Formally known as Basotholand, The Kingdom Of Lesotho got its independence from Britain in 1966. The country changed its name from Basotholand to Lesotho after their independence. Bordered and surrounded South Africa, Lesotho is a very mountainous terrain; with her mountains separating her from the republic of South Africa.
Two-thirds of Lesotho consists of Mountains with the highest Peak, Mount Ntlenyana being 3,482 Metres, above sea level.
According to Britannica, Since the Neolithic Period, the mountain kingdom was the domain of Khoisan-speaking hunter-gatherers. In the 19th century the Sotho, led by Moshoeshoe I, took control of the region. It remained independent until it became a British protectorate, one of three British High Commission Territories (the others being Bechuanaland [now Botswana] and Swaziland).
By 1820 the Bantu people who speak the Sesotho language, and whom are known as the Basotho, already united into a kingdom. King Moshoeshoe who is thought to have been the first king of Basotholand; fought off the aggression of the Lifaqane who were supported by the legendary Shaka Zulu. But the incessant wars against external forces would continue for the Basotho throughout the middle of the 1800s.
However, the population of the inhabitants was not very dense, and as such not posing much of a threat to invaders. Therefore, lands belonging to the Basotho people were easy targets for other African peoples as well as invaders from European, particularly the Dutch, known as the Trekboers. The Trekboers for one were a nomadic bunch who settled and claimed ownership over a lot of lands in what is now called South Africa. In the 1830s, the Trekboers claimed Basotho land to the northwest. This and other acts of territorial aggrandizement forced the Basotho to seek a relationship with the British who promised to protect them against the Boers and other aggressors in 1868.
Britain and Lesotho
Prior to becoming a British protectorate, the Basotho people had fought against British colonization too. Indeed, at times, while fighting against the Boers, the Basotho would also be engaged in skirmishes against the British. Alas, Moshoeshoe and the Basotho people chose the suzerainty of the British compared to losing their lands to the Boers.
And so, when the British took over Basotholand, they drew again the map of the people’s territory in 1869. Much of what was lost in this new map was the western front of modern Lesotho, which is now the Free State Province in South Africa. If this had not happened, present-day Lesotho would most likely have been a considerably bigger country.
In 1884, the British threw away all pretensions of protection and declared Basotholand a colony of the United Kingdom. It stayed this way until 1966, when the British granted independence to the Basotho. Owing to a fairly uniform ethnic character, Basotholand’s clamor for independence was not fragmented as could be seen in the history of other countries’ fight for their sovereignty.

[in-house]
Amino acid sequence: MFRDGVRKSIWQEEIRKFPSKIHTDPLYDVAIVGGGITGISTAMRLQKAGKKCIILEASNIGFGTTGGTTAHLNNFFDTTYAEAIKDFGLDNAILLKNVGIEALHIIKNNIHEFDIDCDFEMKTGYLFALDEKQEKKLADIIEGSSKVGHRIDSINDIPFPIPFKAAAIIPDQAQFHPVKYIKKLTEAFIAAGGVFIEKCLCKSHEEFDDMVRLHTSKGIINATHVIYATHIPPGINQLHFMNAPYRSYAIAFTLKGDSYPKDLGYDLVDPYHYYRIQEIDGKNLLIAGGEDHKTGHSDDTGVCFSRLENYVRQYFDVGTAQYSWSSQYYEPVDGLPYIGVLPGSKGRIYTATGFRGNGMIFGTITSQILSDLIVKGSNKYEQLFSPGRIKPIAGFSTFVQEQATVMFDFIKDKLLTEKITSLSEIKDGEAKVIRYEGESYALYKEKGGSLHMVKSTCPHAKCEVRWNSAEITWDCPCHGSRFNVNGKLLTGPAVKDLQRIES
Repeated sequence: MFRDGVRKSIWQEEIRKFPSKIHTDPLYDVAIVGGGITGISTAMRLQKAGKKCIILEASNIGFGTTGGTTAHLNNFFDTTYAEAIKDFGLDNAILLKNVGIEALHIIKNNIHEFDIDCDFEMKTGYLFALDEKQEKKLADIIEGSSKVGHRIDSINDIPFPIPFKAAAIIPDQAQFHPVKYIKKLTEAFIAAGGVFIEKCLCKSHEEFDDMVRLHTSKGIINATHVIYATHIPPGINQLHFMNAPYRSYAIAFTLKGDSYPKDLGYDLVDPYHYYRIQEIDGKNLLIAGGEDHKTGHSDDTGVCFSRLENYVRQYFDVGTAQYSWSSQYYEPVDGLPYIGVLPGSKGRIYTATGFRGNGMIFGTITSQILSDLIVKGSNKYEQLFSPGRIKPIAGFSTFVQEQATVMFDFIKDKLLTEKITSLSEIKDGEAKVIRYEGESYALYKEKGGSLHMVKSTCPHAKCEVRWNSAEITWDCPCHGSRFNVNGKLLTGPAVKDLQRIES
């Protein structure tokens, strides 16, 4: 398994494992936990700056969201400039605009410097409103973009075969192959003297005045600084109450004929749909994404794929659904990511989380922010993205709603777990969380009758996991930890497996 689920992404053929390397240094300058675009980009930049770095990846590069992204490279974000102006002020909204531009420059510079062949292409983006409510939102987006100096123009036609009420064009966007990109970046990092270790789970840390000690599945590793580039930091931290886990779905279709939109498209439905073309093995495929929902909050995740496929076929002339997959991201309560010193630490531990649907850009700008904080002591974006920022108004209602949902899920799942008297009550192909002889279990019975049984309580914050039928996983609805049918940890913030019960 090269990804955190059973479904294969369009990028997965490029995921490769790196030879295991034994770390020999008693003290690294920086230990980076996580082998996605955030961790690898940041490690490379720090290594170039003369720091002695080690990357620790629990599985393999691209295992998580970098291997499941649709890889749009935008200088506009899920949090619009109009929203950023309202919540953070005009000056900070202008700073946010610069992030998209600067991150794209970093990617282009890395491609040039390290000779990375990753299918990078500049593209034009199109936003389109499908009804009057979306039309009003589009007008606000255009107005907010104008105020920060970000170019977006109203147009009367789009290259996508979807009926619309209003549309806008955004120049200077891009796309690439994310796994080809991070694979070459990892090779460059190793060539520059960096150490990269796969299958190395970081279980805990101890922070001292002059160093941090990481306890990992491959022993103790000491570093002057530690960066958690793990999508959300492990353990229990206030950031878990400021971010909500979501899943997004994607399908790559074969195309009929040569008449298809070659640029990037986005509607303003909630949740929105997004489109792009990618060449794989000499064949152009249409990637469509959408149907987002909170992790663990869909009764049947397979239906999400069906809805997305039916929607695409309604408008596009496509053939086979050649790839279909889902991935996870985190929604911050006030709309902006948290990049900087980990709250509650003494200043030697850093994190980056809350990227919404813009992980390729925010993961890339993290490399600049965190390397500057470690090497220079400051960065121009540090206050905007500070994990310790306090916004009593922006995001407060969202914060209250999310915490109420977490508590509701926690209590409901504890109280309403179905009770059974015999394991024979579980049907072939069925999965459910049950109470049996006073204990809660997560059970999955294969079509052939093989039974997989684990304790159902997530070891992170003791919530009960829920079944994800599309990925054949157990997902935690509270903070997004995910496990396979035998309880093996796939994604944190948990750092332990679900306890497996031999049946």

The new country was called Kingdom of Lesotho, which means “the place of the Sesotho speakers”. Lesotho continues to be a constitutional monarchy, a rarity on the continent.
As of 2018 reports, Lesotho population is 2.1 million people. There should be a significant increase as of 2021. Lesotho is the first country to export cannabis out of Africa.
Due to the high altitude that comes high weather extremes and Lesotho has managed to cash in on this; the country has one of the only two ski resorts on the African continent – “AfriSki”. Situated high up in Lesotho’s Maluti Mountains, AfriSki has established itself as a top snow-sport destination, every year attracting thousands of skiers and snowboarders.
Although one of the smallest countries in Africa, Lesotho has a dinosaur named after it; the Lesothosaurus. This dinosaur evolved over 200-million years ago in what is now southern Africa. It was 1m long, bipedal and a plant-eater. Since early fossils of the dinosaur were uncovered in Lesotho; it was given its name, which means “lizard from Lesotho” by paleontologist Peter Galton in 1978.
Also, the Lesotho textile industry is one of the largest in sub-Saharan Africa, and it is the largest sub-Saharan African exporter of garments to the United States. About 80% of Lesotho’s textile and garment exports; go to the US and exports to the US for 2008 amounted to $340-million. One of Lesotho’s textile plants is a major supplier of jeans for Levi Strauss and Gap.
Lesotho is extremely homogenous, with almost 98% of the country’s population; made up of the “Basotho” ethnic group. The rest of the population is made up of Europeans, Asians and Zulus.
Due to its mountainous terrain, Lesotho is called; Africa’s “Kingdom in the sky” , because it is the only country in the world to be entirely above 1 000m in elevation and it also has the highest lowest point in the entire world at 1 400m. Lesotho also boasts 300 days of sunshine.
The Capital of Lesotho is Maseru.